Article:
The government asked Verizon for customer data 320,000 times last year

Giuseppe Macri Tech Editor
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Verizon released its first transparency report Wednesday detailing the volume of government requests for customer data, which reached well over 300,000 in 2013 alone.

The wireless giant’s numbers reveal that communications providers like Verizon give the government vastly more data than Silicon Valley tech giants like Apple, Microsoft or Google.

“Our Report reflects the fact that telecom providers receive more government demands than companies in perhaps any other industry,” Verizon said in a blog post discussing the release. “Information about individuals’ use of their communications equipment has become a uniquely important tool for law enforcement to protect citizens and bring wrongdoers to justice.”

The total number of law enforcement requests for data came to 321,545, including 6,312 for tapping and tracing communications, 1,496 to wiretap calls specifically, and up to 2,000 secret presidentially ordered national security letters requesting data.

According to Verizon, only about 5 percent of the data requests it received in 2013 were for stored user content like emails, text messages, and live wiretaps. The company also said there were still government requests for data it was not allowed to reveal in the report.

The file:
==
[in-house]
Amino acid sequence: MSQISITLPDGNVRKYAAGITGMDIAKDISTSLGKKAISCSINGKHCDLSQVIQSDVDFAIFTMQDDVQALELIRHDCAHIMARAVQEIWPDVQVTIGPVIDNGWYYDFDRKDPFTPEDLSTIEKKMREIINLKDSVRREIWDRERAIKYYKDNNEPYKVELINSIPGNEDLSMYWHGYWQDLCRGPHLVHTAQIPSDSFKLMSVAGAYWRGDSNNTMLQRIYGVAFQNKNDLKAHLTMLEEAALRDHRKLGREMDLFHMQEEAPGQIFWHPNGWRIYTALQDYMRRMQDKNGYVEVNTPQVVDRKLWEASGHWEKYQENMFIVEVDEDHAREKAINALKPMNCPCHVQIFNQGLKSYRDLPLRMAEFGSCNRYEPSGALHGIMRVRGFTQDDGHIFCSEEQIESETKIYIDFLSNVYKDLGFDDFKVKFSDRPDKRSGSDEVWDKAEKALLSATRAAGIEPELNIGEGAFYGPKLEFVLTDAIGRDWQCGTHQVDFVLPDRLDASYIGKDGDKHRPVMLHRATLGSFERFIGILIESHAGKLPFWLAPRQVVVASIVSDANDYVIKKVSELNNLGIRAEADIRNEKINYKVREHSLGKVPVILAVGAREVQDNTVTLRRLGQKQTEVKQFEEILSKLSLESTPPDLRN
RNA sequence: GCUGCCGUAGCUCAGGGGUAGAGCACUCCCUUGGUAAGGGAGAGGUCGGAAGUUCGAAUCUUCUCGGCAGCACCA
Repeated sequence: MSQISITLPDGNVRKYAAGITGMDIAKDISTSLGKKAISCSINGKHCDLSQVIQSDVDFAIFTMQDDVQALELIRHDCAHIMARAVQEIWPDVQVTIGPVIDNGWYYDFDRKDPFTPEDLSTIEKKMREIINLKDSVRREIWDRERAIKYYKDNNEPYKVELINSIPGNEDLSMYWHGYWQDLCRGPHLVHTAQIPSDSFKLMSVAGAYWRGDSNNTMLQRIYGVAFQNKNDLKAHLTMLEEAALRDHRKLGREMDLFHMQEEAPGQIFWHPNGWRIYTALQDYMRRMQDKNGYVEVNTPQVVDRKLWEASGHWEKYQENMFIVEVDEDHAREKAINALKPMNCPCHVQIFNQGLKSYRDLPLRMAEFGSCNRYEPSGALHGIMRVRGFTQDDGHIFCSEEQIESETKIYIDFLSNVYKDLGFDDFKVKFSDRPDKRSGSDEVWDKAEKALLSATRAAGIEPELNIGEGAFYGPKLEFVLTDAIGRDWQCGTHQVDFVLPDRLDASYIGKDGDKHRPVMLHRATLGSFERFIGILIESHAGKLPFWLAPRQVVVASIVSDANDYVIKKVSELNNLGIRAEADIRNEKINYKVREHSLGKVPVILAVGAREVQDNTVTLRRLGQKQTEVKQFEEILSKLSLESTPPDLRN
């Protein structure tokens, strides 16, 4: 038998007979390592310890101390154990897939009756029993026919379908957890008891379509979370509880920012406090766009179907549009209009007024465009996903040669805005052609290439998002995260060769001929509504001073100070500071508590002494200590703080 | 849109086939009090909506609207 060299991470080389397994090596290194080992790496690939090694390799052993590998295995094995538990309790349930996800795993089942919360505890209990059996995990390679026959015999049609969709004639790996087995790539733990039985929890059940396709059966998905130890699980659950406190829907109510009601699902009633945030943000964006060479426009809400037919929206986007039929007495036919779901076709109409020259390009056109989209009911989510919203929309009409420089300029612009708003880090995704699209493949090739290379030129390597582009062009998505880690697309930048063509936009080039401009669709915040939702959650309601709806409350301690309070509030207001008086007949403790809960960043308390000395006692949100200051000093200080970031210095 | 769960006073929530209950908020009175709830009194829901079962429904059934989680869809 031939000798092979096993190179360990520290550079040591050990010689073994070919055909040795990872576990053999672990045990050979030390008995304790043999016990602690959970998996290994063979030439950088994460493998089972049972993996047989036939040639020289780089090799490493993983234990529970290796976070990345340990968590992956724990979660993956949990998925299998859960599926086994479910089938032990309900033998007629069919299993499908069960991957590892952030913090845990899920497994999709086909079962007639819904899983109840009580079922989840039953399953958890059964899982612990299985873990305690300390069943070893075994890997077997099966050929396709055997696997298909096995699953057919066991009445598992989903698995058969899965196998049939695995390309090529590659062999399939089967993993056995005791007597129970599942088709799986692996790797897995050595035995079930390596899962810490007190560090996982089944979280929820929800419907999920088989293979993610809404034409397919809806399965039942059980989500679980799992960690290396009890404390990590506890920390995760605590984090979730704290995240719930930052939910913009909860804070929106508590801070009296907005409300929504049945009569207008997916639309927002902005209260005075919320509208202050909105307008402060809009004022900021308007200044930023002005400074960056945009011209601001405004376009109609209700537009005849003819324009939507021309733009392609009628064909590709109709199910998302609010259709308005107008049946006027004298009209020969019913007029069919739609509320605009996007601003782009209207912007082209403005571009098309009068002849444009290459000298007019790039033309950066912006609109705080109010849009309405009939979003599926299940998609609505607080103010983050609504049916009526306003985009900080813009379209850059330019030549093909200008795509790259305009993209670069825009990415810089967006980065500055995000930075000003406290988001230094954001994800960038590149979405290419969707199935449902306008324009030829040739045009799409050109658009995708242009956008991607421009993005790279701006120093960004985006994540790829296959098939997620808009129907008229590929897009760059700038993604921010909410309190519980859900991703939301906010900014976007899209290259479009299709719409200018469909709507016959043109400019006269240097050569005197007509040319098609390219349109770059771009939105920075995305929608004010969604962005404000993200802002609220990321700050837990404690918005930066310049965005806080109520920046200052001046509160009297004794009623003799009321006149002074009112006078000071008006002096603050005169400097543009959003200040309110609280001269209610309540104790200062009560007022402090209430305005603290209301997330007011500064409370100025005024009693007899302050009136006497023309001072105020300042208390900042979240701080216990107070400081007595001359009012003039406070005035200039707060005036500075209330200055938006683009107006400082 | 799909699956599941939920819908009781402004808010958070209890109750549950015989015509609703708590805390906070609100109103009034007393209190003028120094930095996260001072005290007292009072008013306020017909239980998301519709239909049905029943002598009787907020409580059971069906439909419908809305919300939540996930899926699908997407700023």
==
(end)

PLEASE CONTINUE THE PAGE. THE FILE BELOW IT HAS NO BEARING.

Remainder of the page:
The number of data requests for non-U.S. customers was significantly smaller, and only accounted for 5,392, of which almost 3,000 were for Germany alone. The majority of the rest went to other European nations like Belgium, France, the Netherlands and and the UK.

In the report Verizon stated there are circumstances in which it refuses government requests for customer data, but the company did not calculate the total number of those instances in this report.

Reports like Verizon’s come in response to the trove of National Security Agency surveillance programs leaked by former agency contractor Edward Snowden that began last year and are ongoing. Some of those documents indicated Verizon and other companies were cooperating with the signals intelligence agency by offering a ‘back door’ into their data networks.

Verizon and its counterparts have since denied the allegations, sent numerous letters to Congress and sat in on meetings with the president requesting the need for greater transparency about the role the companies play in government investigations.

Verizon announced it will be releasing the report semi-annually, and that it will continue lobbying the government for permission to release more information about data investigation requests it receives.

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